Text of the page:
Effectiveness of Neural Mobilisation Techniques in the Management of Musculoskeletal Neck Disorders with Nerve-Related Symptoms: A Systematic Review and Meta-Analysis with a Mapping Report

Pain Med. 2021 Oct 11;pnab300. doi: 10.1093/pm/pnab300. Online ahead of print.

Abstract

Objective: The objective was to assess the effectiveness of neural mobilisation (NM) techniques in the management of musculoskeletal neck disorders with nerve-related symptoms (MND-NRS).

Methods: We conducted a systematic review with meta-analysis, using pain intensity, disability, perceived function, cervical range of motion and mechanosensitivity as the main outcome measures.

Results: The systematic review included 22 studies (n = 978). More favourable outcomes were observed for NM on pain intensity compared with control interventions (standardised mean differences (SMDs) -0.92; 95% CI - 1.66--0.18), but not compared with other treatments (OTs) (SMD 1.06; 95% CI - 0.02-2.15). Regarding neck pain intensity, no significant differences were found in favour of NM compared with OTs (SMD 0.37; 95% CI - 0.35-1.1). However, between-treatment differences were found in favour of OT on arm-pain intensity (SMD 0.57; 95% CI 0.08-1.05). In addition, the grouped MA did not show statistically significant differences between NM and OT outcomes on the cervical range of motion (SMD 0.16; 95% CI - 0.06-0.38). However, compared with no intervention, NM was associated with significantly improved outcomes in cervical rotation (SMD 0.91; 95% CI 0.61-1.22). Similar results were found regarding disability (SMD -0.08; 95% CI - 0.36--0.20, and SMD -1.44; 95% CI - 2.28--0.6, respectively). Finally, NM was associated with more favourable outcomes on mechanosensitivity compared with OT (SMD 0.79; 95% CI 0.15-1.42) and greater improvements in function compared with no intervention (SMD 0.89; 95% CI 0.16-1.62).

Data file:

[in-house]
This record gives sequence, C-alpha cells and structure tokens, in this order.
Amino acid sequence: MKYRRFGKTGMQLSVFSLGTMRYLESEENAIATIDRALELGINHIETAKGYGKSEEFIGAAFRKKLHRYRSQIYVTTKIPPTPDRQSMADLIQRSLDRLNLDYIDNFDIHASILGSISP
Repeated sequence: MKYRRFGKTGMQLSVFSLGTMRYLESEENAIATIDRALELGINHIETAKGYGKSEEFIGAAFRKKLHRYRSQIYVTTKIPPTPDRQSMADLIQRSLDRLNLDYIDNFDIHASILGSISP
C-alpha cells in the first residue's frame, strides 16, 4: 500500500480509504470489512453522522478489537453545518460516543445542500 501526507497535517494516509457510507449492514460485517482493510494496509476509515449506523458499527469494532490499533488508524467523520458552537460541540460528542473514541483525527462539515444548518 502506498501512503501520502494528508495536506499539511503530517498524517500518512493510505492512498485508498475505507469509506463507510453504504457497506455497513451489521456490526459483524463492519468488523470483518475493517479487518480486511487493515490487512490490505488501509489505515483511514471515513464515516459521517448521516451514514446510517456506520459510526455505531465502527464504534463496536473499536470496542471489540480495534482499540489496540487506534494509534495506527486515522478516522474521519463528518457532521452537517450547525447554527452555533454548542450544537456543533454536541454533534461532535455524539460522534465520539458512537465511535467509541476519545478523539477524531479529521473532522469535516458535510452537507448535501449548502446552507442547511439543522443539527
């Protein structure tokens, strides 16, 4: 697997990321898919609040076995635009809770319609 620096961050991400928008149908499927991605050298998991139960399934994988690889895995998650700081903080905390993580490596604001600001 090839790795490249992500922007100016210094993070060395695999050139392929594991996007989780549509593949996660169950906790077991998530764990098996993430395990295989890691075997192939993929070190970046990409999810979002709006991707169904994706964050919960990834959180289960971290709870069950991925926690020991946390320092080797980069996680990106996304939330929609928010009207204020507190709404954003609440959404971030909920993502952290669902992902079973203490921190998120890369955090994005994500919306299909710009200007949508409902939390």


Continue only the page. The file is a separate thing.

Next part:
Conclusions: NM appeared to be effective to improve overall pain intensity when embedded in a physiotherapy treatment in the management of MND-NRS. When compared with no intervention, it was effective to improve neck rotation, disability, and function. However, it was not superior to other types of treatments in improving overall pain intensity, neck pain intensity, arm pain intensity, cervical range of motion and disability, except for mechanosensitivity.

Keywords: Meta-analysis; Neck disorders; Nerve-related symptoms; Neural mobilization; Pain intensity.